Defense fellow at the Washington Institute for Near East policy Jeff White told The Daily Star the alleged chemical attack had forced the U.S. administration’s hand, but that intervention was likely to take the form of limited strikes on Assad’s military facilities. “Some sort of punitive strike is most likely ... aimed primarily at command and control targets,” White said.
The purpose of the attacks, he said, would be to “send a signal that we won’t tolerate this kind of attack and that there might be more strikes,” but added that there had to be “hard enough and strong enough to achieve significant political and military effects.”
“The White House is in a real pickle here. Even if the evidence is not 100 percent conclusive, if it can be reasonably concluded that the regime conducted what points toward a large scale chemical attack, they have to act.”
Omran al-Zoubi, Syria’s information minister, said any U.S. military action would “create a ball of fire that will inflame the Middle East.”
The U.S. threat also drew a warning from Syria’s closest ally Iran, which, repeating Obama’s own previous rhetoric, said the United States should not cross a “red line” by attacking Syria.
“America knows the limitation of the red line of the Syrian front and any crossing of Syria’s red line will have severe consequences for the White House,” said Massoud Jazayeri, deputy chief of staff of Iran’s military, according to Fars news agency.
The U.N.’s political affairs chief, Jeffrey Feltman, is due to arrive in Iran Monday to discuss the war in Syria, as well as developments in Lebanon and Egypt, the Mehr news agency reported.
With the war drums beating, some Western diplomats and analysts have suggested there was still a chance that diplomatic pressure could force Russia to soften its support for Assad at the U.N.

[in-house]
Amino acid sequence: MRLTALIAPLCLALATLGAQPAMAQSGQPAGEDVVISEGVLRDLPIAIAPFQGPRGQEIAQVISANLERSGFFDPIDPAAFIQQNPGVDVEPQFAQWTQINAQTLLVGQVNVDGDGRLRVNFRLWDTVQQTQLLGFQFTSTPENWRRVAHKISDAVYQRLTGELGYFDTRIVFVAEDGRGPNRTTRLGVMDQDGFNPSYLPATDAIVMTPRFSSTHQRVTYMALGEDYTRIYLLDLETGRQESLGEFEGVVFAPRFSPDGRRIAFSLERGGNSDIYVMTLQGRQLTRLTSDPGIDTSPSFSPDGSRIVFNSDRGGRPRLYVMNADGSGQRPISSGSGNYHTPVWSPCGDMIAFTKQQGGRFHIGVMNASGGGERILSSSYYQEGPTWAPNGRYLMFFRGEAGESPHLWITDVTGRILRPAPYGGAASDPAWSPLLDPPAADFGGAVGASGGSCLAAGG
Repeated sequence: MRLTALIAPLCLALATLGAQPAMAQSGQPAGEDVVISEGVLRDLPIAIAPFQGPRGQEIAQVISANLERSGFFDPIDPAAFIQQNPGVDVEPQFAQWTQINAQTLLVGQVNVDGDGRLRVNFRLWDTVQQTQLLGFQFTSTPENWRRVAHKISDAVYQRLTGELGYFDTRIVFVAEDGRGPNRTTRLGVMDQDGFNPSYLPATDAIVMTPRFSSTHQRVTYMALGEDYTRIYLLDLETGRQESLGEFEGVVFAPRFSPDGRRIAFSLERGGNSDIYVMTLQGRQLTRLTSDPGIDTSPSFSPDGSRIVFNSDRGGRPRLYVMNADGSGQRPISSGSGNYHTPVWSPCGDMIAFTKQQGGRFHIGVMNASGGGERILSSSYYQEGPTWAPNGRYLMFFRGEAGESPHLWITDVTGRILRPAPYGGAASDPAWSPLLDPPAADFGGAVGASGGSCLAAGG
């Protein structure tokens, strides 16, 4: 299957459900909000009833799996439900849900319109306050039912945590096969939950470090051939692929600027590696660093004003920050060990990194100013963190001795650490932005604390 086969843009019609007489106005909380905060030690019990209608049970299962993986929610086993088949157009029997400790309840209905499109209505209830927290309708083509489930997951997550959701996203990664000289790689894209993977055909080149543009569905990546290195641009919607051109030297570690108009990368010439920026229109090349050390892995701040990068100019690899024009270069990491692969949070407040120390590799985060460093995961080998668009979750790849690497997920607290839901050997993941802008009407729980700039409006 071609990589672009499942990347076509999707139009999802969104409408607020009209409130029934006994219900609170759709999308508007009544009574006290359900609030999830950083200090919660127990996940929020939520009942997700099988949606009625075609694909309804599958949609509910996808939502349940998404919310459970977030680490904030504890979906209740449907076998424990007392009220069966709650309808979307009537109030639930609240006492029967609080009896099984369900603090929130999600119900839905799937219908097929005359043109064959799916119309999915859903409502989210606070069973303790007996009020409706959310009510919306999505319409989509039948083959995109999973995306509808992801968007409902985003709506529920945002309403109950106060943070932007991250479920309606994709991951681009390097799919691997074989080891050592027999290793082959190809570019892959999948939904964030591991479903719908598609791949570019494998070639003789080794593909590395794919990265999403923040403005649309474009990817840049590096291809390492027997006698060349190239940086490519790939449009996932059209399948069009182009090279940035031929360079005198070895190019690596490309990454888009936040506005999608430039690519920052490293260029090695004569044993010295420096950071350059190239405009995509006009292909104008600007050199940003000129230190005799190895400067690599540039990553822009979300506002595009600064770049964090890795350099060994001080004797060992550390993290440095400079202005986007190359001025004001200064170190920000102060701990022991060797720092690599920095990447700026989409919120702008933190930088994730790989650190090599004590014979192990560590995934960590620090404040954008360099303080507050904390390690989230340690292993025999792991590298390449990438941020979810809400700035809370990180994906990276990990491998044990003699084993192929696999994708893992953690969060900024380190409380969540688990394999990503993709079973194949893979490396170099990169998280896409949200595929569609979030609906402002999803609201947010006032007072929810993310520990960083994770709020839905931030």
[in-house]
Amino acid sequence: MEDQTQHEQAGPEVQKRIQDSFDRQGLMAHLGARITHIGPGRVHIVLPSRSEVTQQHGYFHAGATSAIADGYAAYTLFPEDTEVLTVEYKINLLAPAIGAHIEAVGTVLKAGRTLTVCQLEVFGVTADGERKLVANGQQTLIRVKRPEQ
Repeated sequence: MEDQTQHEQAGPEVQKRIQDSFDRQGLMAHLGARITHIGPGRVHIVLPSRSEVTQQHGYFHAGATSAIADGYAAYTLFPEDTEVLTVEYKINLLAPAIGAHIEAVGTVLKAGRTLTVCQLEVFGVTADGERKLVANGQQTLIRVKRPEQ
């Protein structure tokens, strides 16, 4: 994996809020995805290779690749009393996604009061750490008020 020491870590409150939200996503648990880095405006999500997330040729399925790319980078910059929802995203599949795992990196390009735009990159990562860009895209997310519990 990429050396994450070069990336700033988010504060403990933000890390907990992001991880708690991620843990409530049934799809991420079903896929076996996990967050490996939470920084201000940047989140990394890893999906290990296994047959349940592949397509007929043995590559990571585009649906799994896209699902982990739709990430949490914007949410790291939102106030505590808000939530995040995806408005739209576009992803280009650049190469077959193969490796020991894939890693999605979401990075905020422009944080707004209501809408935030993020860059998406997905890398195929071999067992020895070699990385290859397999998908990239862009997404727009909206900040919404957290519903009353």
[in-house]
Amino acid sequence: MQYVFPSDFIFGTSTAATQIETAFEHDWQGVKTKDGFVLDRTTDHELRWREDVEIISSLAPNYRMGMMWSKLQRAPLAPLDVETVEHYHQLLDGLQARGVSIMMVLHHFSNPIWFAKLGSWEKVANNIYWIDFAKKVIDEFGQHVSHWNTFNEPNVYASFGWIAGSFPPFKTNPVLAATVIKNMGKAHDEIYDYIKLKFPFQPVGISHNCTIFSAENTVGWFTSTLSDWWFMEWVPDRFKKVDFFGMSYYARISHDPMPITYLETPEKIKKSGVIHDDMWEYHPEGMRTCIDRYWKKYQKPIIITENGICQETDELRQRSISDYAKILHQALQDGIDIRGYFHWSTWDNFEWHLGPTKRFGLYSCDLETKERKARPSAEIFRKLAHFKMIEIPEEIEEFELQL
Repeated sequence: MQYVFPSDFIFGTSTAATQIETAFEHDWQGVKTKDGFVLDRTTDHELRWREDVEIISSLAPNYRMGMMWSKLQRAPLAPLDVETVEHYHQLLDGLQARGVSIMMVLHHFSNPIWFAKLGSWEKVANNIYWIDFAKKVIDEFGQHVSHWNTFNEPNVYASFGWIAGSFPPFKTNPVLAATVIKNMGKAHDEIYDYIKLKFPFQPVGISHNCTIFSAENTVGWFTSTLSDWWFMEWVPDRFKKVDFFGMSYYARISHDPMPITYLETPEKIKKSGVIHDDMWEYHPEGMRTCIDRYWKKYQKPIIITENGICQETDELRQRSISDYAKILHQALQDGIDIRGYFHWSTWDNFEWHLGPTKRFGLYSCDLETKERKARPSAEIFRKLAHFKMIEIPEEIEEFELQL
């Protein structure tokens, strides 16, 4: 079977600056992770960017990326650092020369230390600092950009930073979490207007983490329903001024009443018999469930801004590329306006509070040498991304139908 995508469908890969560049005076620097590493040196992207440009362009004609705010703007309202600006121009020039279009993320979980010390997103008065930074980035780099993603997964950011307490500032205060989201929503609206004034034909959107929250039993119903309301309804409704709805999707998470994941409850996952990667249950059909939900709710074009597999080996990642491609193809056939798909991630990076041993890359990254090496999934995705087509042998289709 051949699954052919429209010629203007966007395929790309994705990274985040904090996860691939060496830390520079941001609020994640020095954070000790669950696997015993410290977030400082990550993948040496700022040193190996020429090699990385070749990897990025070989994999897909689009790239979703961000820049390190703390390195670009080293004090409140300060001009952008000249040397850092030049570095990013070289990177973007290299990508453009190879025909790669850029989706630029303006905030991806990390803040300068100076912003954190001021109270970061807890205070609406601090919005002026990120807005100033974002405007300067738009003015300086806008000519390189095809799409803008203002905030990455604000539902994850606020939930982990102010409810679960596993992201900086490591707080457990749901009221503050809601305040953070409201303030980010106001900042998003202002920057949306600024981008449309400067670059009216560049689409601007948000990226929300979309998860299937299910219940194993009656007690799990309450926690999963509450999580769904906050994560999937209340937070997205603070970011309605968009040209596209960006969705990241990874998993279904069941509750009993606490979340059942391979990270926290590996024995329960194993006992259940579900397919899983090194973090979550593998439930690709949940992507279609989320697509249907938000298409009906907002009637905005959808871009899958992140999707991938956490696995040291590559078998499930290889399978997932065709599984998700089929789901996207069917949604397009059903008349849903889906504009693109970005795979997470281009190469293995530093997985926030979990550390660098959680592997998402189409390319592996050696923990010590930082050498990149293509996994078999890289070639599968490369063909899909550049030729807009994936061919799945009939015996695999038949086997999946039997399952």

One Western diplomatic official told The Daily Star there were signs of a “changing dynamic” at the emergency Security Council meeting, with member states “increasingly concerned and impatient.”
Senior associate at the Carnegie Middle East Center in Beirut Yezid Sayigh said the U.S. would “look at all other options before intervening.”
He said if the U.N inspectors could establish regime culpability for the attack, that could amount to leverage on Russia at the U.N.
“They could get a statement condemning the regime, or a statement saying no more chemical weapons,” he said.
“There is room for them to gain leverage on this, but it will require the Friends of Syria [a group of Western and Arab countries backing the opposition] to be very clear on what they expect from Russia.”
Russia welcomed Syria’s decision to allow the inspectors in to the site Sunday but said the U.S. should await the findings and realize that a unilateral use of force would be a mistake.
U.N. expert at the European Council on Foreign Relations Richard Gowen said while the presence of U.N. inspectors “puts the U.N. back at the center of the crisis ... it is not clear what they will be able to find and prove.”
“Still, the current sense of uncertainty over the possibility of a U.S. military strike does give [ U.N. chief] Ban Ki-moon and his envoy Lakhdar Brahimi a brief window of opportunity to push for new peace talks. But even if Assad is willing to negotiate to avoid U.S. strikes, it may only be a delaying tactic,” he said.
“If the U.S. does launch any sort of military strike on Syria, it will be even harder for Ban and Brahimi to carve out a peace deal. Neither Russia nor Iran will want to be accused of softening their support for Assad under U.S. pressure.”
Jeff White said a resolution was impossible. “We will never get a resolution out of the U.N. And if the U.S. does revert to the U.N. on this, that’s a sign they really aren’t willing to do anything.”